US CEOs optimistic after meeting with Obama on nation’s debt crisis
CEOs of various American companies have struck a hopeful note that Washington can find a solution to the nation’s debt crisis.
Washington: CEOs of various American companies have struck a hopeful note that Washington can find a solution to the nation’s debt crisis.
Honeywell International CEO David Cote said that this is going to get solved one way or another after his meeting with Obama. Cote was among 12 CEOs of the nation's largest companies who met with Obama to talk about the fiscal cliff. The CEOs rushed out of the White House about 90 minutes after the meeting started.
They all declined to talk to the media except Xerox CEO Ursula Burns, who said the meeting went well. According to CNN, Mike Duke, CEO of the nation's largest retail store chain Wal-Mart (WMT, Fortune 500), urged Washington leaders to strike a deal, in a statement he released after attending the meeting.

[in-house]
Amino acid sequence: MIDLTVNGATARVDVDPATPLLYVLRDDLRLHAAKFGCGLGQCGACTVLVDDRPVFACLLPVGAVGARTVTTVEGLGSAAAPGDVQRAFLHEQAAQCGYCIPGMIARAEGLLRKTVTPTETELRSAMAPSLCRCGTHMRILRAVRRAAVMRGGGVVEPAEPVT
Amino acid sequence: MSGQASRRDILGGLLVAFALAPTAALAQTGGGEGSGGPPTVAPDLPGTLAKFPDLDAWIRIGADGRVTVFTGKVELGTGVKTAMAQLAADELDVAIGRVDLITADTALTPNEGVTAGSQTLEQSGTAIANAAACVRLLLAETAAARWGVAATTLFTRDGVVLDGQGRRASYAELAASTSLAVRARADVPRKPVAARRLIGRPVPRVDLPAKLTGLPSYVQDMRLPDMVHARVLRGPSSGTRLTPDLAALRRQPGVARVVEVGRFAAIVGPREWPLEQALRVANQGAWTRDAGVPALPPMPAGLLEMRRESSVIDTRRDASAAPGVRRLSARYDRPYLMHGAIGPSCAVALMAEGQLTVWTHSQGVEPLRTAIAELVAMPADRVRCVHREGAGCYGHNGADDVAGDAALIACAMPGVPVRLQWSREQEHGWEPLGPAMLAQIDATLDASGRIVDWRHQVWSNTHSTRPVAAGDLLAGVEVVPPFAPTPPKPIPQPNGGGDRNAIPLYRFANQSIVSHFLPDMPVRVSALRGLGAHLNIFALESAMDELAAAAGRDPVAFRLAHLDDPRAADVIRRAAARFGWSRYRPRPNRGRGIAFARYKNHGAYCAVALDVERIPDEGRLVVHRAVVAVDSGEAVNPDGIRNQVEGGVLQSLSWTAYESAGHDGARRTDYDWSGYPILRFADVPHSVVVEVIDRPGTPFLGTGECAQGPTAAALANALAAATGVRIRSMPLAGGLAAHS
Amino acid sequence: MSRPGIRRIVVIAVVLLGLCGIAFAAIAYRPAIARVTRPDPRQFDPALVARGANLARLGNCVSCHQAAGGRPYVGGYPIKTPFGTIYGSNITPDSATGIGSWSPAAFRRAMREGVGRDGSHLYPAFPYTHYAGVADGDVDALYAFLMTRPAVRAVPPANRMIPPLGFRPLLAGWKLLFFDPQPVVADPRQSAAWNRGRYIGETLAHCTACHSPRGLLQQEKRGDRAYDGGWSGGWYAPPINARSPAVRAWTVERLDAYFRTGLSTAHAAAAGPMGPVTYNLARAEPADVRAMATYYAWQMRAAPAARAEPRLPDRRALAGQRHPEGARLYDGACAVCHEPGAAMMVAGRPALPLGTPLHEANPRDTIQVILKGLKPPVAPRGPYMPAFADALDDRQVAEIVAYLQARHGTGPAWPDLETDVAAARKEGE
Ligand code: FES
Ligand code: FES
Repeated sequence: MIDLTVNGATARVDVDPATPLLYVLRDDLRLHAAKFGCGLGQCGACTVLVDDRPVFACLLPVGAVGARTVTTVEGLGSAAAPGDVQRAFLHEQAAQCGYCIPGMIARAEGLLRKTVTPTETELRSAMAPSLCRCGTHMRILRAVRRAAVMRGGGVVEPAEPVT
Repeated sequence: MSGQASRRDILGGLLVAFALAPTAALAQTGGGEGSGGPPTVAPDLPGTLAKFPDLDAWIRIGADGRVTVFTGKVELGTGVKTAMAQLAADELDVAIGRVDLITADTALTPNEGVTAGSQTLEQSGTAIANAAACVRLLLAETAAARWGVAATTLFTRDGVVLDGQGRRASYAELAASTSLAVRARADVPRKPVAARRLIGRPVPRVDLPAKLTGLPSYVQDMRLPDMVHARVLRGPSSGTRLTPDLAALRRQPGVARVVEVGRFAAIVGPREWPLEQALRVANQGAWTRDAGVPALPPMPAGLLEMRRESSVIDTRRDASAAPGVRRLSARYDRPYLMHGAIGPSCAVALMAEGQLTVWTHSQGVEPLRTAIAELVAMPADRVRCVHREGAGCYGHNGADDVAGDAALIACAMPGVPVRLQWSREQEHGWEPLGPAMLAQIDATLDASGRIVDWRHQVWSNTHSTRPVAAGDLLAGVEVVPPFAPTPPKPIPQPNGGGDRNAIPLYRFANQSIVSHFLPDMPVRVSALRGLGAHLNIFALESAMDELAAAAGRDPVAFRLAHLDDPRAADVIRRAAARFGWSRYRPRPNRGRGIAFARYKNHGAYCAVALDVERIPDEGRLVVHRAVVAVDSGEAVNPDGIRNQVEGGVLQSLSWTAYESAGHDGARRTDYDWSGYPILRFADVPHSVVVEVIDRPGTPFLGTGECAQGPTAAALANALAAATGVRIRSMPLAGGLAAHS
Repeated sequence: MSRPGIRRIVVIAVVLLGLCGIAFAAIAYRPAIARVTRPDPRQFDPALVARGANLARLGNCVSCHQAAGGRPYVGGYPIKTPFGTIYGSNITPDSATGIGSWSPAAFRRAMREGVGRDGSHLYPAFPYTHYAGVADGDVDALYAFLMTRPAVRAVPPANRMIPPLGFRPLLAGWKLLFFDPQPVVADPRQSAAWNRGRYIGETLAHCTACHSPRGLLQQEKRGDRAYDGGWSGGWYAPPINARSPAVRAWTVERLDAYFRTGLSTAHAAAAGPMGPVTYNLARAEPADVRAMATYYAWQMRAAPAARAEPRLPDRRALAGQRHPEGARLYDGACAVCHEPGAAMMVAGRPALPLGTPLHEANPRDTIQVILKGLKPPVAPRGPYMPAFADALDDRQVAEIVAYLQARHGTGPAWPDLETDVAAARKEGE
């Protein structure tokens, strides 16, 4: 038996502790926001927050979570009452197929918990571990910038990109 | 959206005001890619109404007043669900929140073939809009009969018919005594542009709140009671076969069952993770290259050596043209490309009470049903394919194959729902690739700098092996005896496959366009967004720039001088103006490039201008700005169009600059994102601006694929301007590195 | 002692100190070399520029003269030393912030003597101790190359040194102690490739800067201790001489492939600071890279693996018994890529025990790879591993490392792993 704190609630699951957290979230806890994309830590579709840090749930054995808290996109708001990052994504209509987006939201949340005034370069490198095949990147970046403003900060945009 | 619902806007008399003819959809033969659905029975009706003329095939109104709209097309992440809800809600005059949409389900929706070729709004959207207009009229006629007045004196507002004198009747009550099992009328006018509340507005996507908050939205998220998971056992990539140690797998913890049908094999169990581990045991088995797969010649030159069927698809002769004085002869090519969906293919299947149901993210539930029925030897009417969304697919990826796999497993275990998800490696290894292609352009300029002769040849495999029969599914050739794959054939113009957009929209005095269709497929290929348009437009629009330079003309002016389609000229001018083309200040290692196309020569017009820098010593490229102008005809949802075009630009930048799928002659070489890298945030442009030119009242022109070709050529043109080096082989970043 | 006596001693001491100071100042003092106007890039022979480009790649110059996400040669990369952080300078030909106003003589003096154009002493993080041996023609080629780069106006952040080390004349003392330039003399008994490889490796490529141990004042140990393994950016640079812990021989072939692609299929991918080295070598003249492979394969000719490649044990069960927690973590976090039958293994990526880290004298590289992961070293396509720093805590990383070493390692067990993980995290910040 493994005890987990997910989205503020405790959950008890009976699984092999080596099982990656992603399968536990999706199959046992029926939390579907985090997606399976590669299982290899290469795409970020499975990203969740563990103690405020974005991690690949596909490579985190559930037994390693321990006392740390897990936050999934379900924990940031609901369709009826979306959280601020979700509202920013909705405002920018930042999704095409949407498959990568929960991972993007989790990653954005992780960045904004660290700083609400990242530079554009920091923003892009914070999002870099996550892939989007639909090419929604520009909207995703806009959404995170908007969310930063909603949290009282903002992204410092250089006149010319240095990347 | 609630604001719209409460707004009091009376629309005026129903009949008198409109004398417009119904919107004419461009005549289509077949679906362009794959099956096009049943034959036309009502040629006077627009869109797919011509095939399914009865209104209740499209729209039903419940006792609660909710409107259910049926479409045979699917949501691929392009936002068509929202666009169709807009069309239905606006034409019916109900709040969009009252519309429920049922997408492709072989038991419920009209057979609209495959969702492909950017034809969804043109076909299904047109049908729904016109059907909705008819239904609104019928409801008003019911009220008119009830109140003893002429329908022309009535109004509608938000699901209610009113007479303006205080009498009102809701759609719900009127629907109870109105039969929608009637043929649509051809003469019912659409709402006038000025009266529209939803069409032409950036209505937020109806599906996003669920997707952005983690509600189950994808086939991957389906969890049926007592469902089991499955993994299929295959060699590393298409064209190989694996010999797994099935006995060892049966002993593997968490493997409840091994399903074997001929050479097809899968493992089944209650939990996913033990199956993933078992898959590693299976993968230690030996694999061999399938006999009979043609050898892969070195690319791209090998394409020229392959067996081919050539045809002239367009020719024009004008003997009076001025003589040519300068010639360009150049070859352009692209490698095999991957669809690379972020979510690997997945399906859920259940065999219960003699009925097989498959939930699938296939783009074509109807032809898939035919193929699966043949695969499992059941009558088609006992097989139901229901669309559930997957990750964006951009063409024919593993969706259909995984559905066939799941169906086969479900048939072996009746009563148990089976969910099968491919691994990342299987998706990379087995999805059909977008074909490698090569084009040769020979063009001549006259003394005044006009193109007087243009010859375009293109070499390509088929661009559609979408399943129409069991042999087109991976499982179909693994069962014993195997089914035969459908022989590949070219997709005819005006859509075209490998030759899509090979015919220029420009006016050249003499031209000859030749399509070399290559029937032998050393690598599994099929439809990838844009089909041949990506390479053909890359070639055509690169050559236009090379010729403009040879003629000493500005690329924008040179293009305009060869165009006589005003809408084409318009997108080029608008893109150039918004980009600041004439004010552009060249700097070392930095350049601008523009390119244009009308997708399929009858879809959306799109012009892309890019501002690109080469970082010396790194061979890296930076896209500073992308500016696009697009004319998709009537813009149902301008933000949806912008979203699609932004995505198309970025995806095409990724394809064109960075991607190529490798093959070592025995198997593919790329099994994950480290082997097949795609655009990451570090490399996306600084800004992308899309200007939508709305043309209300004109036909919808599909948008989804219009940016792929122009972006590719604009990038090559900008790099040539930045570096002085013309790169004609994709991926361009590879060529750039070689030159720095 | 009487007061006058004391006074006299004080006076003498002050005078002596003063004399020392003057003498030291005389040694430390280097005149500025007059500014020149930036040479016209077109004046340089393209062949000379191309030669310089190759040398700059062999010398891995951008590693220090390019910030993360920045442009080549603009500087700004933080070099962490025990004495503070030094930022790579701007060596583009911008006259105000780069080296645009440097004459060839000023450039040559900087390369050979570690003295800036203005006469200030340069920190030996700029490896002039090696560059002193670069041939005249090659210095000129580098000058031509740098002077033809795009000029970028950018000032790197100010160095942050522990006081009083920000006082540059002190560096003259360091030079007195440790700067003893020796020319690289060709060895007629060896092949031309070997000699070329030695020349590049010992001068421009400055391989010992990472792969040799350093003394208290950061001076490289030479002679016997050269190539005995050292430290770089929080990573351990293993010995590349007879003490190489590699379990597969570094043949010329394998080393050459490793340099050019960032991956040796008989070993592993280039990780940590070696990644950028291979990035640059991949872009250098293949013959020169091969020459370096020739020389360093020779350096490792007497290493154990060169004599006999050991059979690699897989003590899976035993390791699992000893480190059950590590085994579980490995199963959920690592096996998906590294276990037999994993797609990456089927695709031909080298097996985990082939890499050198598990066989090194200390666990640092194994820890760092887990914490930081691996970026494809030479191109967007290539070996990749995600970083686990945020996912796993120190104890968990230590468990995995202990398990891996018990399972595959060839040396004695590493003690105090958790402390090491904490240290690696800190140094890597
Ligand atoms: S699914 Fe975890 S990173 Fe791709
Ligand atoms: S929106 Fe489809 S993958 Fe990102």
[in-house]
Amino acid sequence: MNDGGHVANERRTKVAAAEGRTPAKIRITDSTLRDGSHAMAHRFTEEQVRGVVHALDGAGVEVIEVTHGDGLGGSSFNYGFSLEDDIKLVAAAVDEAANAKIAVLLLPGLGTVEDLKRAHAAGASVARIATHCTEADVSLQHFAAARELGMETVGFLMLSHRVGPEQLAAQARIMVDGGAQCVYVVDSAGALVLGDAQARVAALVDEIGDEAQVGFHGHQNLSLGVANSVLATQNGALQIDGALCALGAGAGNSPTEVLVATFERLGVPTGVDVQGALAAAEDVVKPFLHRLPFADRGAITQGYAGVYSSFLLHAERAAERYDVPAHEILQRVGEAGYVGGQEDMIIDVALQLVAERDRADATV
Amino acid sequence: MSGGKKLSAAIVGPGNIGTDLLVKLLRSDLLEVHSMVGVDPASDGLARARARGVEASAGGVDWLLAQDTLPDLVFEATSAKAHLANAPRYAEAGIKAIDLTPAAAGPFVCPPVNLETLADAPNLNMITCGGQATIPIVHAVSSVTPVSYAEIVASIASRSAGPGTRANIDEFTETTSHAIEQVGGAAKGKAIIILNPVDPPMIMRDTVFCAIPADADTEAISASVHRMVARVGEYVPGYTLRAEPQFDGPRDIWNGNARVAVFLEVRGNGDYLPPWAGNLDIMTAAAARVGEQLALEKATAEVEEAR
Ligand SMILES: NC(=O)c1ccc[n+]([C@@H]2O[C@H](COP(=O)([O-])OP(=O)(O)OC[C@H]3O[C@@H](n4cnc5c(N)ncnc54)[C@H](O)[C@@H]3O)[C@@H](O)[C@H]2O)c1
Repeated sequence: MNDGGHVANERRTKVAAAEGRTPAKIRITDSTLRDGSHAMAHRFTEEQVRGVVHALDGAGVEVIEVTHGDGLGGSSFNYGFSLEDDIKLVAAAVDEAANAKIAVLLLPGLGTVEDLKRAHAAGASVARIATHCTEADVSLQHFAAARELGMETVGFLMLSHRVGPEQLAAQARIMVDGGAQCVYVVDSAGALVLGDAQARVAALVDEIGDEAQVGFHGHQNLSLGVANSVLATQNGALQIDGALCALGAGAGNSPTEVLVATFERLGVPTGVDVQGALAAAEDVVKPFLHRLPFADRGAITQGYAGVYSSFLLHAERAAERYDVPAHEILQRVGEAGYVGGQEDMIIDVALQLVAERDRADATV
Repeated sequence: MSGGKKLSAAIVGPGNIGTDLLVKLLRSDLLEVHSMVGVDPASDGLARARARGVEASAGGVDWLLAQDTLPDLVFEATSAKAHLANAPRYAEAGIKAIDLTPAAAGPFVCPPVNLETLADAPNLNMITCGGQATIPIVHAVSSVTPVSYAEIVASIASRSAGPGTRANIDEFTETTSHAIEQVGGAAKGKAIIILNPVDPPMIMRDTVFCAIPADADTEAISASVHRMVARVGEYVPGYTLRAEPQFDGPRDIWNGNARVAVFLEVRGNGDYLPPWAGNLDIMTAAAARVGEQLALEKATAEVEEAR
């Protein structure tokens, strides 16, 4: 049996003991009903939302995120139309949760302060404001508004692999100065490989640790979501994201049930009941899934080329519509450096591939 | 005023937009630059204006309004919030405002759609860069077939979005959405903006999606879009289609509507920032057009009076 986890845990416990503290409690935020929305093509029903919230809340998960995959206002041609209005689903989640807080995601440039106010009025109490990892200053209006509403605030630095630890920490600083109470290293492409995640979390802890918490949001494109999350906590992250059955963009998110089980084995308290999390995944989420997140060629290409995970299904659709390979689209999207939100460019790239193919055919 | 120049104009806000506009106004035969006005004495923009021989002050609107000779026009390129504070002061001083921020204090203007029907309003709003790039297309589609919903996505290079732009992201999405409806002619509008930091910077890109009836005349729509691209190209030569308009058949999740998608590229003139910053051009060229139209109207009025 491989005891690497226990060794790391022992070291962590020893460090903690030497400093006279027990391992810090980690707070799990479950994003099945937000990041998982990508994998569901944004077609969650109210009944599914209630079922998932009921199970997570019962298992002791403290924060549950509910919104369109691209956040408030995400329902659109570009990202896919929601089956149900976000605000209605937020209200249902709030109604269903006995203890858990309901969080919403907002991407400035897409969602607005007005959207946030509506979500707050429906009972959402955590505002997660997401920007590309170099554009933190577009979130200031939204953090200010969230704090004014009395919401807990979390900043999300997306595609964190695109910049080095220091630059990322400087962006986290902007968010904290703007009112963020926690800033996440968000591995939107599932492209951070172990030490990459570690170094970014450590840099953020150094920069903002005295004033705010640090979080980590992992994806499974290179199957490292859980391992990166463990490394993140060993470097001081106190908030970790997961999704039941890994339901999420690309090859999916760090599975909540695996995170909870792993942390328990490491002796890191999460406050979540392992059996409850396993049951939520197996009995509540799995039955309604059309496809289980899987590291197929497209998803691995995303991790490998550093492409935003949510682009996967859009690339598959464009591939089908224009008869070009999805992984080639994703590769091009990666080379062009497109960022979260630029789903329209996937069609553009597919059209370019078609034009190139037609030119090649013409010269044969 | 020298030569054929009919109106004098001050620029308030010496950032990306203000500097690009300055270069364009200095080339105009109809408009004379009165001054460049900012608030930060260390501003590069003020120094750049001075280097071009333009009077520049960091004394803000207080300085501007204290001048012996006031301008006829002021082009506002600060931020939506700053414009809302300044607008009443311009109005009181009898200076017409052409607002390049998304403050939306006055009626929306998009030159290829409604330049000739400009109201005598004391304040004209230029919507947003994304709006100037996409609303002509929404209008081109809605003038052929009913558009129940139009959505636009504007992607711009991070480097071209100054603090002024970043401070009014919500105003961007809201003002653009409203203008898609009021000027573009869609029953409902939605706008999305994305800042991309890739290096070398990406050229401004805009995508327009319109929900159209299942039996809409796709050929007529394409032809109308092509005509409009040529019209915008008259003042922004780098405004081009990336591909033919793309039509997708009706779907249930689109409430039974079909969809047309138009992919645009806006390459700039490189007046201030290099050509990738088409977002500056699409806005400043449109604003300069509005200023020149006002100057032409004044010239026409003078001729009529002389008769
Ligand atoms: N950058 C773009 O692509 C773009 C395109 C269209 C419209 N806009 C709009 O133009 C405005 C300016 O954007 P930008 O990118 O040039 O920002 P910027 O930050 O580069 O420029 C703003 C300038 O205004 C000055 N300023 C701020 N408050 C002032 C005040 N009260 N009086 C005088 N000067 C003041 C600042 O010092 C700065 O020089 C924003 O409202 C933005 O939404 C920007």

"Our customers are working hard to adapt to the ''new normal,'' but their confidence is still very fragile," Duke said, adding: "They are shopping for Christmas now and they don''t need uncertainty over a tax increase."
Obama’s meeting was part of a broad campaign to meet with leaders representing different constituencies ahead of negotiations over the fiscal cliff with Congress, which start on Friday, the report said. The fiscal cliff is the top economic issue facing the nation.
At the end of this year, the George W. Bush-era tax cuts are set to expire, and on Jan. 2, automatic spending cuts will commence that amount to $1.2 trillion in deficit reduction over 10 years, the report added. Leaders of the largest companies have indicated that they are holding back hiring and spending because they are worried about Washington gridlock over the fiscal cliff.
Cote is well-versed on the topic, because he had been a member of the president's debt commission tasked to come up with solutions. He said that he doubted the president and Congress could come to a grand bargain in the next two weeks. But he's more hopeful they can arrive at a deal to fix the nation's long-term debt problems than he was two years ago.
"There's a real recognition of the depth of our debt problem. That combined with the fiscal cliff is generating a very different conversation then it did two years ago," Cote said.